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Belgium takes the lead, but in the wrong race

Johanna Vijverman, Policy Officer, AmCham Belgium

Belgium remains the frontrunner in the OECD’s 2019 Taxing Wages report with a 52.7% tax wedge, which gives us the ignominious honor of being the only OECD country above 50%. Furthermore, according to recent Eurostat data, labor costs in Belgium are the third most expensive in the European Union. Belgium is taking the lead, but in the wrong race.

There is also a positive side to the story, however: the tax wedge (the difference between total labor costs for employers and take-home pay for employees, calculated for an average single worker) decreased by 1.1% in 2018 and is the lowest over the 2000-2018 period. Yet, it is still more than 15% higher than the OECD average, and with a 37.7% tax wedge, Belgium’s main competitor, The Netherlands, also performs much better.

But what does this mean for employers and employees? Employees see 39.8% of their salary going to income taxes and social security contributions, taking home only 60.2% of their gross wage. At the same time, employers are faced with a growing cost of labor (from €39.1 per hour in 2017 to €39.7 in 2018).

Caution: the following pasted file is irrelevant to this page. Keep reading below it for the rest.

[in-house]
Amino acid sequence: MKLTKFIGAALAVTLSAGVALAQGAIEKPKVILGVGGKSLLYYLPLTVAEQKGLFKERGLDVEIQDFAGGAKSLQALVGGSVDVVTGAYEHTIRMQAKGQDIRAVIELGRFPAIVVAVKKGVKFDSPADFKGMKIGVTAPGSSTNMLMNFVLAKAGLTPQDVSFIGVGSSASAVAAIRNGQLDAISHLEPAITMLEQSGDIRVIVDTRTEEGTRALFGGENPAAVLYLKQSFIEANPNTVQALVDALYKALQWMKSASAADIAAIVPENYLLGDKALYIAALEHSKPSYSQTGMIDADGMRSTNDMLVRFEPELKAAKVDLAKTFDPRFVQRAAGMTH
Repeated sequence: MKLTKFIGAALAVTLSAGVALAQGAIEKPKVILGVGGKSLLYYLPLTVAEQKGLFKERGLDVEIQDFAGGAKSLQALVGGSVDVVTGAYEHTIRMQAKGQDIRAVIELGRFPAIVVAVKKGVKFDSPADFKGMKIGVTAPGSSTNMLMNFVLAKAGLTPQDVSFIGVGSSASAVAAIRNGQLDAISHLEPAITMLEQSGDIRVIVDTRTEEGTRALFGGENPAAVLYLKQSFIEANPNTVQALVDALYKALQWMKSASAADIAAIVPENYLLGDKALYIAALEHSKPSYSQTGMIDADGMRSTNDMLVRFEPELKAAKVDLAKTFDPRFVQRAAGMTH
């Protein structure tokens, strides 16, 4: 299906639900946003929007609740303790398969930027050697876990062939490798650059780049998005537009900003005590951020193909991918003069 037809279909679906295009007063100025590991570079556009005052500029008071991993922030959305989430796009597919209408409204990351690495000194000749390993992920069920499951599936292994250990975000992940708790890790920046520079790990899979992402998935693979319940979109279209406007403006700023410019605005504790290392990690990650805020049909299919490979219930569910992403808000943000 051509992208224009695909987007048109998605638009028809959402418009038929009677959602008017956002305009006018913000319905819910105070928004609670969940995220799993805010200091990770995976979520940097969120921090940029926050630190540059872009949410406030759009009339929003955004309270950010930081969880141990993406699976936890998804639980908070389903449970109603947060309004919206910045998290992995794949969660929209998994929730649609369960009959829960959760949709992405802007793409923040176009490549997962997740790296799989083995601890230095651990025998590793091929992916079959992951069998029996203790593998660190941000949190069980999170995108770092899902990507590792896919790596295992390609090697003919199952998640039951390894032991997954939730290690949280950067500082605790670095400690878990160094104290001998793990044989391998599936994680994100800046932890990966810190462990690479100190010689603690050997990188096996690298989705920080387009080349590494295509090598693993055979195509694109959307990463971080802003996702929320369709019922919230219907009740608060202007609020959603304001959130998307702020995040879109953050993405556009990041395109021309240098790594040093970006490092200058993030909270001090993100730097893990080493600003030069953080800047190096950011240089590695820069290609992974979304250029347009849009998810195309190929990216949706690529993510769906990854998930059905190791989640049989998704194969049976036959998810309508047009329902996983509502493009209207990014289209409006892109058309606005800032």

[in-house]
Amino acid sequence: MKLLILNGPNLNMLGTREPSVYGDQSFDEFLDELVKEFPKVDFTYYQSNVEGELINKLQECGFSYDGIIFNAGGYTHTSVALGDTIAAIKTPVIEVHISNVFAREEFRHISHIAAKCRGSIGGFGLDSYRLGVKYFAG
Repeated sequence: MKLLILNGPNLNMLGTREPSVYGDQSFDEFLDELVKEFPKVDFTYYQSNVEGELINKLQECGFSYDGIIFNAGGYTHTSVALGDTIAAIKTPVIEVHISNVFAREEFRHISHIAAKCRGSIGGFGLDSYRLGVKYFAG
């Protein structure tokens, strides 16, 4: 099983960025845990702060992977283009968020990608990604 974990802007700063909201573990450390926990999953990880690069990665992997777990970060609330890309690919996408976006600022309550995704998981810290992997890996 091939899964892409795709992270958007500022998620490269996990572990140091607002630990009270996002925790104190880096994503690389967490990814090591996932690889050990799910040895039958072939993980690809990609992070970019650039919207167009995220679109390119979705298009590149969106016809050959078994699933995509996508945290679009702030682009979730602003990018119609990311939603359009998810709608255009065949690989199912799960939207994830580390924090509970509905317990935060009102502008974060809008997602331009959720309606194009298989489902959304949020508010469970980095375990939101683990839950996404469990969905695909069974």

In the past, high labor costs could be justified or explained by high levels of productivity. It is therefore further cause for concern that, while Belgium remains the 4th most productive country, according to the most recent data from The Conference Board, its productivity levels are slipping.

Despite the tax shift, which reduced employer social security contributions, costs remain too high and put a strain on Belgium’s competitiveness. To truly turn this situation around, Belgium should re-introduce a cap on employer social security contributions, in line with our neighboring countries. For labor costs, less is more: lowering them will have a positive effect on the take-home pay of employees and stimulate more people to work, and this will in turn bring more prosperity to all.

Employer Social Security Contributions

The race Belgium should be leading is in the World Economic Forum’s (WEF) Global Competitiveness Index – currently ranking 21st out of 140 countries. In our 2019 Priorities for a Prosperous Belgium (#PPB19), we set the challenge and ambition for Belgium to achieve a top ten ranking within the next ten years. The labor tax rate in Belgium is ranked third-but-last. By addressing the tax wedge and high labor cost, we can and will climb the competitiveness ranks.